This morning in Muizenberg a handful of protesting #BackintheWater surfers were arrested (whilst one made a get-away on a bicycle) when they didn’t keep moving in accordance with the regulation that South Africans are allowed to exercise between 6am and 9am.
According to some reports, research shows that the virus could be easily discharged into the air by sea spray or foam.
Meanwhile a Muizenberg father, Liam Bulgen, described to Cape Talk how he and his partner were put into a police van after their 21-month-old toddler ran onto the beach and he went to grab her, whilst they were walking on the promenade.
I’m sure the 21-month-old toddler was put in the police van too, thereby arrested, but shame on South African surfers. They should all be science-based and participating in the World Surf League’s #HomeBreakChallenge.
It is extremely whimsical and fun.
Everyone loves surfboards in the bedroom!
Sponsored Post: Introducing a surfboard rack so tidy you’ll move those favorite li’l beauties from the basement to the penthouse and delight your spouse!
What baggage do you bring, what preconceived notions do you harbour when it comes to the question of the Hobgood twins?
To be honest my knowledge was shamefully scant, before I sat down and watched their doco: And Two If By Sea.
A variation of the question, what is a Hobgood, answered by friends, family and fellow travellers on the pro tour, anchors the opening and closing scenes of the film.
One proffered answer, “A southern fried chicken surfing hillbilly” put me on side straight away.
I’m a version of that human animal myself, minus the Jesus infatuation.
As far as paying attention while their storied careers played out, the Hobgoods were mostly a background hum for me, surfers I was vaguely aware of, who came into focus during Tahiti or Fijian interludes.
In the pantheon of smooth American goofyfoots, in the generation before I was a Machado man, at least until The Drifter was released. During the time of the Hobgoods’ Pro Tour reign that coincided with watchable webcasts (say post 2005) the harder edge of Martinez was more my bag.
As they’ve aged the twins have become more physically distinct.
Damo, more solid, square jawed and handsome.
CJ, a little rattier, more Florida dirtbag, if I could use that term in it’s most affectionate way.
Early family footage of Dad Clifton, with the moustache and the mullet, a boss hog of the south is eerily similar to current day CJ.
The doco, follows a traditional biographical precis, the early family life is detailed, as a by-product shedding more light on how small Floridian surf can incubate and birth such a prodigious output of world-class surfing talent.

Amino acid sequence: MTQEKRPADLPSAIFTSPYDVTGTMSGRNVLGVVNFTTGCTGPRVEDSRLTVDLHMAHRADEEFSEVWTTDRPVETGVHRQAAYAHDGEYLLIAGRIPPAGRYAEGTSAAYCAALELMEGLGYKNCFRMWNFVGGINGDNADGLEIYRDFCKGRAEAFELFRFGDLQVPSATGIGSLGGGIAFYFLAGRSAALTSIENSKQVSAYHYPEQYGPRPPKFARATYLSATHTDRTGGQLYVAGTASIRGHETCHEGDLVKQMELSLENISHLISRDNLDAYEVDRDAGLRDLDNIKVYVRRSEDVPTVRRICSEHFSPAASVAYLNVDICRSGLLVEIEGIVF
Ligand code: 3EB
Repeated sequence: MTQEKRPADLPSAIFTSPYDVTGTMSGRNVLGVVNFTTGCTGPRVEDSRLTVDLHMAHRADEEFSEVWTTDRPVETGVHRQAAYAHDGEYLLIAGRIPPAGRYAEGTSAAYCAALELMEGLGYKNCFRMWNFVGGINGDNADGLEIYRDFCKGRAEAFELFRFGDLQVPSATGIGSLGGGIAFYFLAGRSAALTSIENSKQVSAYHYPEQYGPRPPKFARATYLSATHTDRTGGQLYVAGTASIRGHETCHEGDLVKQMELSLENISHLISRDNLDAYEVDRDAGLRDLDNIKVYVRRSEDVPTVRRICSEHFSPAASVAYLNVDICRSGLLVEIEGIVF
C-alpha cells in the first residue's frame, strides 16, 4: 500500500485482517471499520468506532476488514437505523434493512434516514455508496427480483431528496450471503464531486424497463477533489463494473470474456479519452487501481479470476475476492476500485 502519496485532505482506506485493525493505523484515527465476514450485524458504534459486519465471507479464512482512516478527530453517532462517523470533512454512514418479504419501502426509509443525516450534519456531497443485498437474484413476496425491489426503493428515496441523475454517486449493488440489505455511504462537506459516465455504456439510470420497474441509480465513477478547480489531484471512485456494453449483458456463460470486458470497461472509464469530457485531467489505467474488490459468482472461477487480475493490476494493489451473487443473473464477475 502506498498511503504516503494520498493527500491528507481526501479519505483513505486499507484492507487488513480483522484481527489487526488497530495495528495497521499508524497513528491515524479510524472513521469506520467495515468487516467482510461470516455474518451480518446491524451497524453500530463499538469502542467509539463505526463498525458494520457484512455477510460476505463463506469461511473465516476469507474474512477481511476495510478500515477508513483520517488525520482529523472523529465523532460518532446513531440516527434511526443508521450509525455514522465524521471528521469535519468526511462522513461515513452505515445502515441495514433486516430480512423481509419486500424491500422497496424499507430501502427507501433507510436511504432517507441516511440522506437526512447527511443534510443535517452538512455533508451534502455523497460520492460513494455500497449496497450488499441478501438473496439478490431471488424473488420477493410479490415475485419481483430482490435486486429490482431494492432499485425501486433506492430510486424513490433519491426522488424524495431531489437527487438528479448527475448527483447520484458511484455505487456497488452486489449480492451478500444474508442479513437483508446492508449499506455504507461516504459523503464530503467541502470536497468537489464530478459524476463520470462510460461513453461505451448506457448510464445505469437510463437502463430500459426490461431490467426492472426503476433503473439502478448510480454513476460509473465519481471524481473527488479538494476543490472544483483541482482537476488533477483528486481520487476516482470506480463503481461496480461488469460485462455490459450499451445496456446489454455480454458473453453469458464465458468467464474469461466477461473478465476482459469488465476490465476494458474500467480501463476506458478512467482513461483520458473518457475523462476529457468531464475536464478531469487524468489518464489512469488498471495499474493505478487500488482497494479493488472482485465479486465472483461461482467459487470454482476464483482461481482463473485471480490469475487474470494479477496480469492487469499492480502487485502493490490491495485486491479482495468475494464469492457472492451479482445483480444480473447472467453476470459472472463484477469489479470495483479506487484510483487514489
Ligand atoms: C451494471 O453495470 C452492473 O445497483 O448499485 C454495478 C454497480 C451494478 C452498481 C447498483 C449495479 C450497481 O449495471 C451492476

That combination of small, coastal towns, warm water, copious surf time and ultra-competitive sibling or small town relationships is now mirrored in current times in the Brazilian explosion.
The story of brothers has been compelling since Cain and Abel. Surfing brothers are no exception.
In the case of Bruce and Andy, it was a tale of competitiveness and risk taking that bordered on a death wish, with a tragic ending. CJ and Damo’s arc is less Greek tragedy and more classic hero’s journey.
They both make the Tour, enjoy life as globe-trotting studs, at one point being the highest-paid sibling combination on Tour.
An “accidental” World Title falls into CJ’s lap as a result of September 11, 2001. His humility in struggling to accept the legitimacy of the Title is refreshing. The regret overlaid onto the achievement by Damo makes it more poignant. Damo was surfing Pipe when the Title was awarded at Sunset.
He missed his brother’s signature achievement. Those misses cut deep.
The guts of the film deals with Teahupoo, and the fall-out on family life from pursuing passion and points in this extreme arena amidst the intense sibling rivalry.
In that sense the doco takes on an almost war-time feel.
You could slot the famous opening dialogue in the Saigon Hotel Room from Apocalypse Now in there. You know the one, where Martin Sheen can’t cope with the return to normal life after the intensity of Vietnam, gets divorced and heads back into the chaos of war: “When I was here I wanted to be there, when I was there all I could think of was getting back in the jungle.”
The best scenes of the film are found here.
CJ’s mind-blowing west bomb with Damo just inside. Damo’s dislocated shoulder on the opening wave of his Final with Kelly Slater in 2005. That’s the Final where Kelly bagged two tens, including the opened beer can inside the tube.
A move that Damo, who was absent from the Final on his way to hospital, described as “disrespectful.”